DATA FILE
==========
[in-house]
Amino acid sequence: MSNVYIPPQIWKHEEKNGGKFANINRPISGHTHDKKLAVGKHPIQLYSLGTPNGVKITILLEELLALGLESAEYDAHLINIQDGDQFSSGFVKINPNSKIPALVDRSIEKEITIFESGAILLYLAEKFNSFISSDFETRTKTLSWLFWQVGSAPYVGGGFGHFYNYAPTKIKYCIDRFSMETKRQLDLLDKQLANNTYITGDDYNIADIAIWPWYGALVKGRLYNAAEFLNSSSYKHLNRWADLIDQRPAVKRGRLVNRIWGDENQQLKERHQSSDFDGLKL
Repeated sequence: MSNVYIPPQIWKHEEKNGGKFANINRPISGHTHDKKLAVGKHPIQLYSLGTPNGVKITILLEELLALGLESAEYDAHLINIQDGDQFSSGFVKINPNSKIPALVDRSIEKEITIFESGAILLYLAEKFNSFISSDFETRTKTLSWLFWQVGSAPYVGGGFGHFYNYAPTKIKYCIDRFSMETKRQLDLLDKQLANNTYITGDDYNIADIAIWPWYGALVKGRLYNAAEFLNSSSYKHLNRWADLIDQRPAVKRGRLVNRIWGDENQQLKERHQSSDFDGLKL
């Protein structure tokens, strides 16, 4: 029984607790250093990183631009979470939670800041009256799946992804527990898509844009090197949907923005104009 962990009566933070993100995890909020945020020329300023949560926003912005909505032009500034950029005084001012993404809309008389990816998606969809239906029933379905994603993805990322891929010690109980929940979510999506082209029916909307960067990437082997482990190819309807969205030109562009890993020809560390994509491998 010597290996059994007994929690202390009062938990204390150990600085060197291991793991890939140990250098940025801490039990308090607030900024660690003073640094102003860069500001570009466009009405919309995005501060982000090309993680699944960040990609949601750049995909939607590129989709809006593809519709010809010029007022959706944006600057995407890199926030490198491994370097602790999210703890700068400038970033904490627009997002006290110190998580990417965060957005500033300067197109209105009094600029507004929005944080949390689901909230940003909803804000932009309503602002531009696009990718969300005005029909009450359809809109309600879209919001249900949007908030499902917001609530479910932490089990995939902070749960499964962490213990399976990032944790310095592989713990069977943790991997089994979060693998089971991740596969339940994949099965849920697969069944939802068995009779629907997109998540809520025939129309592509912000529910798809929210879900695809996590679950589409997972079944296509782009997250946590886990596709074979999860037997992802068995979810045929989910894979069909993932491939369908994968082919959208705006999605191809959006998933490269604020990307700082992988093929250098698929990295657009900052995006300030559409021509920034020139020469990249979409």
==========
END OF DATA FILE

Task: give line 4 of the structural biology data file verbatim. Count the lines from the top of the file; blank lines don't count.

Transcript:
């Protein structure tokens, strides 16, 4: 029984607790250093990183631009979470939670800041009256799946992804527990898509844009090197949907923005104009 962990009566933070993100995890909020945020020329300023949560926003912005909505032009500034950029005084001012993404809309008389990816998606969809239906029933379905994603993805990322891929010690109980929940979510999506082209029916909307960067990437082997482990190819309807969205030109562009890993020809560390994509491998 010597290996059994007994929690202390009062938990204390150990600085060197291991793991890939140990250098940025801490039990308090607030900024660690003073640094102003860069500001570009466009009405919309995005501060982000090309993680699944960040990609949601750049995909939607590129989709809006593809519709010809010029007022959706944006600057995407890199926030490198491994370097602790999210703890700068400038970033904490627009997002006290110190998580990417965060957005500033300067197109209105009094600029507004929005944080949390689901909230940003909803804000932009309503602002531009696009990718969300005005029909009450359809809109309600879209919001249900949007908030499902917001609530479910932490089990995939902070749960499964962490213990399976990032944790310095592989713990069977943790991997089994979060693998089971991740596969339940994949099965849920697969069944939802068995009779629907997109998540809520025939129309592509912000529910798809929210879900695809996590679950589409997972079944296509782009997250946590886990596709074979999860037997992802068995979810045929989910894979069909993932491939369908994968082919959208705006999605191809959006998933490269604020990307700082992988093929250098698929990295657009900052995006300030559409021509920034020139020469990249979409």